Ferdinand von Prondzynski, principal of Robert Gordon University in Aberdeen, believes the move could undermine the Government's wider economic strategy.
In 2012/13, newer universities such as Abertay in Dundee, Edinburgh Napier, Glasgow Caledonian, Queen Margaret in Edinburgh, and Robert Gordon will all see a reduction in their share of Scotland's research budget, an annual fund of £233 million.
At the same time, research investment at traditional universities such as Glasgow, Edinburgh and St Andrews will increase, in some cases by as much as 6%.
Mr von Prondzynski said: "We know that high value research produces development and growth, but what do we conclude from this?
"The most common, but in some ways also the most politically lazy, conclusion has been to go for what is known as research concentration, under which an ever smaller number of institutions and of researchers are allocated public funding.
"This will tend to shift investment to older city locations hosting older universities. It is also unhitching research funding - from any link with local development needs."
Mr von Prondzynski, the chairman of a recent commission on university governance, said the shift could have repercussions for the economy.
He said: "Research concentration in Scotland, if done on this basis, will tend to undermine any economic development policy that the Scottish Government may have in mind.
"First, research would be almost entirely restricted to the central belt. Secondly, it will tend to reflect the priorities of the universities in question, which in turn will have little connection with Scottish national priorities."
Concentration of research funding was first highlighted in the Scottish Government's Green Paper on higher education, published in 2010.
This was followed up in September last year by a letter of guidance to the Scottish Funding Council (SFC) from Michael Russell, the Education Secretary, highlighting his priorities between 2012 and 2015.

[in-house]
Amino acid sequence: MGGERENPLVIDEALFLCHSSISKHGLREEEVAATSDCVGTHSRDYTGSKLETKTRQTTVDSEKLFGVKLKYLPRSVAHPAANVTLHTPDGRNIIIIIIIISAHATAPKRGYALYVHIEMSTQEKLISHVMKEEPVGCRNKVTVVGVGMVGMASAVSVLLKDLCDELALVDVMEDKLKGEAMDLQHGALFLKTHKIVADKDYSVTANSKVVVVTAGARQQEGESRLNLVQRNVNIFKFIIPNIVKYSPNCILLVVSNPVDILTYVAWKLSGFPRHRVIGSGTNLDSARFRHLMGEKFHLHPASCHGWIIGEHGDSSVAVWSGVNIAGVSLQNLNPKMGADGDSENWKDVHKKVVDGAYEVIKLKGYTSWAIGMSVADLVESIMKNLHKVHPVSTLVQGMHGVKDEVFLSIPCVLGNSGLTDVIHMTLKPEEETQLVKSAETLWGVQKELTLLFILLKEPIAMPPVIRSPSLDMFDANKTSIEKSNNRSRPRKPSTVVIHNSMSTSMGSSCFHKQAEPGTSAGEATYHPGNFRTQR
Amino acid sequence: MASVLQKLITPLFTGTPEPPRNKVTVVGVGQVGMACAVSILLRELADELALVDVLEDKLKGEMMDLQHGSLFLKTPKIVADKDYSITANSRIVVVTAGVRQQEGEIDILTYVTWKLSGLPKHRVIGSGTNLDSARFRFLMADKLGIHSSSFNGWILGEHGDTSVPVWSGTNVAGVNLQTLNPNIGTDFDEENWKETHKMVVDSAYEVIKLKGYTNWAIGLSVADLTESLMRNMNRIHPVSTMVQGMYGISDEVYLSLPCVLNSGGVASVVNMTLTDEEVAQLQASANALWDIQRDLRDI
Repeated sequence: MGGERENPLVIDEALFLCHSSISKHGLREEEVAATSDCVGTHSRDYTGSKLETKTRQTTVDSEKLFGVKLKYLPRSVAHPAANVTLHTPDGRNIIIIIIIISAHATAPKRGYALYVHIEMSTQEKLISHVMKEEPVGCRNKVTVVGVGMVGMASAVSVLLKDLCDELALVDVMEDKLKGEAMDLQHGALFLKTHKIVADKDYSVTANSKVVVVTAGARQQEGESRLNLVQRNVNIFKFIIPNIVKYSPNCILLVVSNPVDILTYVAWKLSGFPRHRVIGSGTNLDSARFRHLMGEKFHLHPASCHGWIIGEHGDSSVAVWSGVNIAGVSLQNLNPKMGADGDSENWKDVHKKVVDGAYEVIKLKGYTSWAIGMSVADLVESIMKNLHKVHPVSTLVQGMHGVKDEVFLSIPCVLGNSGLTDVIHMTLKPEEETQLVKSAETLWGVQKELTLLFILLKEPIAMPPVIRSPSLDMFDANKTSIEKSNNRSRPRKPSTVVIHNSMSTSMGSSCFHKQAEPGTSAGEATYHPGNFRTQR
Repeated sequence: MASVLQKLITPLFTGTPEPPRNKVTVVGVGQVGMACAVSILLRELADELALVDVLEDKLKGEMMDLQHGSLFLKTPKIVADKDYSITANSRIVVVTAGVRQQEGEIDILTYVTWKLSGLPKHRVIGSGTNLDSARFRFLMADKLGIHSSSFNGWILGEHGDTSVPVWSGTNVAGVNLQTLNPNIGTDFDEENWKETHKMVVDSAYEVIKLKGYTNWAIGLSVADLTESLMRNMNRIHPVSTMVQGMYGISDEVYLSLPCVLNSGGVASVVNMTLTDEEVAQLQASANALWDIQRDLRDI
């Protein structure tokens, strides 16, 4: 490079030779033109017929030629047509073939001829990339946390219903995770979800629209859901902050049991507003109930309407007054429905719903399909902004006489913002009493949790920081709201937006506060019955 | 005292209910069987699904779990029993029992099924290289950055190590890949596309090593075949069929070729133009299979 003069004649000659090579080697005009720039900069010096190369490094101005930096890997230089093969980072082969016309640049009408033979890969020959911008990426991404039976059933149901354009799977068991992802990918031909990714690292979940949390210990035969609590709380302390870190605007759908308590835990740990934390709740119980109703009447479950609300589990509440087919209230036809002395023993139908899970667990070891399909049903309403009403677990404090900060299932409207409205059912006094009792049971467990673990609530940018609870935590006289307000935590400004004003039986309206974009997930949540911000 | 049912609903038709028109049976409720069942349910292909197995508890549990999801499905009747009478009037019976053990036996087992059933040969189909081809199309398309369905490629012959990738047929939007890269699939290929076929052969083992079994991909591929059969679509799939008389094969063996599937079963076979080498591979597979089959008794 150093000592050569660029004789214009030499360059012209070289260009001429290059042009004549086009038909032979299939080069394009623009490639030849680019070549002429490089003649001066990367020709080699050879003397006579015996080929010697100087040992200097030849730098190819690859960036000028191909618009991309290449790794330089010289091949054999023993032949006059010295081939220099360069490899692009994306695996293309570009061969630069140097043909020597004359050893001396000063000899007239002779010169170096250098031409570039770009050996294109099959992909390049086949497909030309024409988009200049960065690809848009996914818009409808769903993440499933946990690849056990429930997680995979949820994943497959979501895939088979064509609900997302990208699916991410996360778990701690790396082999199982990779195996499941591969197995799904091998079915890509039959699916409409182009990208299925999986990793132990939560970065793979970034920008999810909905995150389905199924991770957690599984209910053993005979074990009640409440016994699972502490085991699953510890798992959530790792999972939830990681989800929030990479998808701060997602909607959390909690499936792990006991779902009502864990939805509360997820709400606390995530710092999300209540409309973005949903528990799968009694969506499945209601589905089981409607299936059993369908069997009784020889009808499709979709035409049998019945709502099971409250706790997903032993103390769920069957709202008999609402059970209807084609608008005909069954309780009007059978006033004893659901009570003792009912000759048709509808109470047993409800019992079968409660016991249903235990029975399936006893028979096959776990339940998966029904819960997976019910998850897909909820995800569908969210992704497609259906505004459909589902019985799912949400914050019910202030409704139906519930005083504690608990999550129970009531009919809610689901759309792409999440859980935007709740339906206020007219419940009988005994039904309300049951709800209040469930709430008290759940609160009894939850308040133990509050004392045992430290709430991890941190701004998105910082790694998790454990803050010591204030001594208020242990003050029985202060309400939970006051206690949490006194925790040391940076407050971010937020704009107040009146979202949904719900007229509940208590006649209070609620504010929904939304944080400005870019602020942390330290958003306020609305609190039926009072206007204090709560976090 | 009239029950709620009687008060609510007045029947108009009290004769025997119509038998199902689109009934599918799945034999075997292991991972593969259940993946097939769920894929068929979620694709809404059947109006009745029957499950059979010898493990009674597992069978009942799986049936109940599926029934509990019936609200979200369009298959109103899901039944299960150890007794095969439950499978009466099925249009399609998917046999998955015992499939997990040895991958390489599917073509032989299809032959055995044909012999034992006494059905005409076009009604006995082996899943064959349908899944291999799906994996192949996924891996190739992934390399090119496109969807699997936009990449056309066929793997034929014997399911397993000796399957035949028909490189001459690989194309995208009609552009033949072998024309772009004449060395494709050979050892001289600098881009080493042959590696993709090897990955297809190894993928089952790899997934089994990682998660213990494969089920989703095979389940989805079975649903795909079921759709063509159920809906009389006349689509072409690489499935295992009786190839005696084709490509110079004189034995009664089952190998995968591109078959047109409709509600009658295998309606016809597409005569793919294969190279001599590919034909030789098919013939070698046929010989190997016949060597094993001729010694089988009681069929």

He said: "To ensure Scotland's research remains internationally competitive you should continue to focus on world-leading and internationally excellent research."
The SFC has now changed the way it allocates its Research Excellence Grant, no longer funding lower-graded research and concentrating instead on work that ranks highest in international comparisons.
At the time, lecturers' union UCU Scotland said the development could create a two-tier system with some universities doing very little research – to the detriment of students.
However, Mark Batho, chief executive of the SFC, said funding for university research had increased by £10m for the next academic year.
He said: "We concentrate our funding to support the best quality research and to lever the greatest amount of resource from other research funders.
"The recent establishment by a global pharmaceutical company of a new fund to support SFC-funded research in life sciences is one example of how that equation works to the benefit of Scotland.
"Along with universities and other public bodies we continue to invest in ways to translate high-quality university research into new jobs and economic growth for Scotland."
A Scottish Government spokesman said: "Scotland has a number of avenues available to fund research beyond our higher education sector.
"For example, Scottish Enterprise provides grants of up to £100,000 through the Smart Scotland programme and research and development grants.
"Both these initiatives support hundreds of Scottish firms each and every year."